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LITTLE RIVER, 10/13/20 — Plans to regulate groundwater for the first time ever in the Ukiah Valley Basin are moving forward; and though the details are wonky and a little esoteric, the results of this meeting could affect water and ag policy for years to come.
Last week, the Ukiah Valley Basin Groundwater Sustainability Agency (UVBGSA) had their second public meeting, where they discussed how their mammoth project of sustainably managing the groundwater in the Ukiah Valley Basin is coming along.
The UVBGSA is a groundwater sustainability agency (GSA), a new local agency (a joint powers authority in this case), mandated by the state, and charged with regulating the use of groundwater in a given area. It’s tasked with creating a plan to regulate all groundwater (well water) in the Ukiah Valley Basin for decades to come. Basically, the GSA will decide how much water gets pumped and how much water stays in the ground in order to avoid chronic groundwater lowering.
Although the Ukiah Valley Basin Groundwater Sustainability Agency is making progress on their management plans, there is still a lot that is up in the air. Precisely how the agency chooses to manage groundwater will dictate how residents who rely on it are impacted.
There are a variety of actions that the agency is considering in order to sustainably manage groundwater in the basin including more recycling of water, land use change, fees for using too much water, and incentives to use less, among other things. But they’re still figuring that out — gathering data, working with engineers and representatives of the community, communicating with the public, and learning about state protocol. So until they know how they’re going to manage the water in the Ukiah Valley Basin, it won’t be clear how it will impact those that rely on it.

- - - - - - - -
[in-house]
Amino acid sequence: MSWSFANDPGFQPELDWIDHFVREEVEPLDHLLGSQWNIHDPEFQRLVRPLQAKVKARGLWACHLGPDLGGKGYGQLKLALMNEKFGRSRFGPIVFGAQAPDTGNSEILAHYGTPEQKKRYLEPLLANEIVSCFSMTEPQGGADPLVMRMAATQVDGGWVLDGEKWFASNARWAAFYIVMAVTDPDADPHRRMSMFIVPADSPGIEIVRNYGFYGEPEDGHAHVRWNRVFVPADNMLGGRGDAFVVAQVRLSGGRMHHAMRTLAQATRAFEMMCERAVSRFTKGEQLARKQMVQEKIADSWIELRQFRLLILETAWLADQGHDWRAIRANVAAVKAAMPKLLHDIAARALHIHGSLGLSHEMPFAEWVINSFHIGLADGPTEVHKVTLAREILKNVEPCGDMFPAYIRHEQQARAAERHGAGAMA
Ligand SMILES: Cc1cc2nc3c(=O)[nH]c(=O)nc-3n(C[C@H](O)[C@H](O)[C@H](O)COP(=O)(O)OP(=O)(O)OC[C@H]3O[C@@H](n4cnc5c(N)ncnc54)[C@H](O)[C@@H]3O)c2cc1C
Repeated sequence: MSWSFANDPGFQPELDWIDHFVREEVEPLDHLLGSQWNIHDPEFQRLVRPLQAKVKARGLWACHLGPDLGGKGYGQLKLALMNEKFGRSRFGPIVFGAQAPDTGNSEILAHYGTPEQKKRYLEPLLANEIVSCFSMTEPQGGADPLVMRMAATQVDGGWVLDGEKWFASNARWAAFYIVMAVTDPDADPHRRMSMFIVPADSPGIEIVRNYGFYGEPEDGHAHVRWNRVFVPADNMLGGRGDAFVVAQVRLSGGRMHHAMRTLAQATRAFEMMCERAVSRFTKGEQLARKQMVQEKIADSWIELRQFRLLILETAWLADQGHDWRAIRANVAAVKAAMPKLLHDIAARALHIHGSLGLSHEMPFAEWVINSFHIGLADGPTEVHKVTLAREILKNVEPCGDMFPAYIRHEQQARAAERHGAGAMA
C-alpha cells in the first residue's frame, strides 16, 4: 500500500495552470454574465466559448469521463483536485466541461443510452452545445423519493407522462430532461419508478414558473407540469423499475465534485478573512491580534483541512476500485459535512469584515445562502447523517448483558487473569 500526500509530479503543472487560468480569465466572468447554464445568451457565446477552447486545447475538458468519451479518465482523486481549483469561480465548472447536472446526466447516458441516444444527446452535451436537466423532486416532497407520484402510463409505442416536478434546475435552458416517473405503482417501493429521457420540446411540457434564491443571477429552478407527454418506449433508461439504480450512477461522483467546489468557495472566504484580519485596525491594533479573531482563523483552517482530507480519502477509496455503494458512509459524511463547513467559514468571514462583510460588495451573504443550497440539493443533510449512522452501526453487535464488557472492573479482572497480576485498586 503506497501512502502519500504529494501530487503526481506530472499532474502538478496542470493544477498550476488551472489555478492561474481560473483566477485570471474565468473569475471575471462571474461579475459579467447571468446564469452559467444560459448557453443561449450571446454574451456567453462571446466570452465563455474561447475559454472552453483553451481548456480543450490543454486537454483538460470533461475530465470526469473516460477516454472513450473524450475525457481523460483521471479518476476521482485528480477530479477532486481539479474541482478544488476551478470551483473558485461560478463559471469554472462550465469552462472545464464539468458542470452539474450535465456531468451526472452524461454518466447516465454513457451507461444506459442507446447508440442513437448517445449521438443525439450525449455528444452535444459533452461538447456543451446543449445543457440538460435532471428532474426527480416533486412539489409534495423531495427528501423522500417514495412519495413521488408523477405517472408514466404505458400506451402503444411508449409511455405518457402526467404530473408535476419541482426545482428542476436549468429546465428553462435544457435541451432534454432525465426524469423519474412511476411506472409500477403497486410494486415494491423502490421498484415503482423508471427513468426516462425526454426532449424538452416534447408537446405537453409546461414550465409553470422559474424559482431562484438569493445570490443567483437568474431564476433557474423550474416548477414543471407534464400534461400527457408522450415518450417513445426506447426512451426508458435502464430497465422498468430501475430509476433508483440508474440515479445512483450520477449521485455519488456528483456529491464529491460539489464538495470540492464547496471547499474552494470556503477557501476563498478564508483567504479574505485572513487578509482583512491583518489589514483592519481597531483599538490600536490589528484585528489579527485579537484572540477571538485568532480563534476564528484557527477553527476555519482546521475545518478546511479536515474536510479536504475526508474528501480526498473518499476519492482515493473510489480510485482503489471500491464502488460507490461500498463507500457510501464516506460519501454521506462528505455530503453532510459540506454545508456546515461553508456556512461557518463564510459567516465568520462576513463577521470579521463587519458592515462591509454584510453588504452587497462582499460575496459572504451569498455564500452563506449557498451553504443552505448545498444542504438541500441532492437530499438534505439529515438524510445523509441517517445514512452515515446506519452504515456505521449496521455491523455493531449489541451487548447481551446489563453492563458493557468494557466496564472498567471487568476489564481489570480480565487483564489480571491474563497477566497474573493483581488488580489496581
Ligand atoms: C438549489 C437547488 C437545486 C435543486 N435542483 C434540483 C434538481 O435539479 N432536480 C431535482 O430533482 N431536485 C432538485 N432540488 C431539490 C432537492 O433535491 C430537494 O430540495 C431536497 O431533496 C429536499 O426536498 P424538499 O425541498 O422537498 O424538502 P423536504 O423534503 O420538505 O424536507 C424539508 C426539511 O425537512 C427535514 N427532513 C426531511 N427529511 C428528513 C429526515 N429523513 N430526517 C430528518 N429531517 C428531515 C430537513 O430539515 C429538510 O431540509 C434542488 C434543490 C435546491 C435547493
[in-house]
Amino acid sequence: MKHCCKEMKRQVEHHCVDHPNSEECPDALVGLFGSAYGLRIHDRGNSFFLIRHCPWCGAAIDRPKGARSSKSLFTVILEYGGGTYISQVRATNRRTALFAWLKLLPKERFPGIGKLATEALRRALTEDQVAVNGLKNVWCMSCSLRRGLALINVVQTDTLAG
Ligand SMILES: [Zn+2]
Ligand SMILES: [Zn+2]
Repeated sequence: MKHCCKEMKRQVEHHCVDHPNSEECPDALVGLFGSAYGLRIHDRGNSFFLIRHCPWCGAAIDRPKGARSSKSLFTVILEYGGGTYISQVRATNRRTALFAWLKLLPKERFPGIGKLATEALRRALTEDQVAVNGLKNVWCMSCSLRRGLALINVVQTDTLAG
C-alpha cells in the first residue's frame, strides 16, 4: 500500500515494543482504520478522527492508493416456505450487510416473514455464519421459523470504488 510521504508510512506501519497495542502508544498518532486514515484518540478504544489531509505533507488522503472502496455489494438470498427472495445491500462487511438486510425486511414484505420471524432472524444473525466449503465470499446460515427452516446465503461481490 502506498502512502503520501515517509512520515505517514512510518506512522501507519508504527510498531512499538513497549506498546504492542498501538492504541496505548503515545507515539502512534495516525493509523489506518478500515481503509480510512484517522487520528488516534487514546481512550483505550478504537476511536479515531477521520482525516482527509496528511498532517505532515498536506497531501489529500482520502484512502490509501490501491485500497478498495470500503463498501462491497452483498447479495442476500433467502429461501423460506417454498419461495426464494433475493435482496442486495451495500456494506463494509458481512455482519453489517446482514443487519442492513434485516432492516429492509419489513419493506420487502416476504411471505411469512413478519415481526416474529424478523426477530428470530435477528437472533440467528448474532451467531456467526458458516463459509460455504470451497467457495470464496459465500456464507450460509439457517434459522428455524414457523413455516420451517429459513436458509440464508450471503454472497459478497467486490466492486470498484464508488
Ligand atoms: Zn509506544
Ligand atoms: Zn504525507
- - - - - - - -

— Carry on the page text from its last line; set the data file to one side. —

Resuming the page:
For most of California’s history, groundwater hasn’t been regulated. But a 2014 California state law changed that. In brief, SB1168, also known as the Groundwater Management Act, requires that certain local governments manage their groundwater resources in a way that provides stable and reliable resources long into the future. That’s why the various local governments, including the City of Ukiah, County of Mendocino, and local waters districts have banded together to created a groundwater sustainability agency and is working to regulate groundwater in the Ukiah Valley basin for the first time ever. An earlier Mendocino Voice Article has more details.
The hour and a half zoom meeting that took place Thursday afternoon was packed full of information. Two private engineers presented plans for using existing data and gathering new information to inform decisions on how groundwater should be managed in the basin. Additionally, board members of the agency voted on a calendar for 2021, and members of the public voiced their concerns about how new regulations would impact them.
Eighteen total people, including members of the public and those directly involved in the Groundwater Sustainability Agency showed up at the meeting. Attendees included the six member Groundwater Sustainability Agency Board, Ukiah government officials working with the agency, members of the public, and two engineers from Larry Walker Associates, a private consultancy that is working with the Groundwater Sustainability Agency to help develop long term models to inform their groundwater management plan.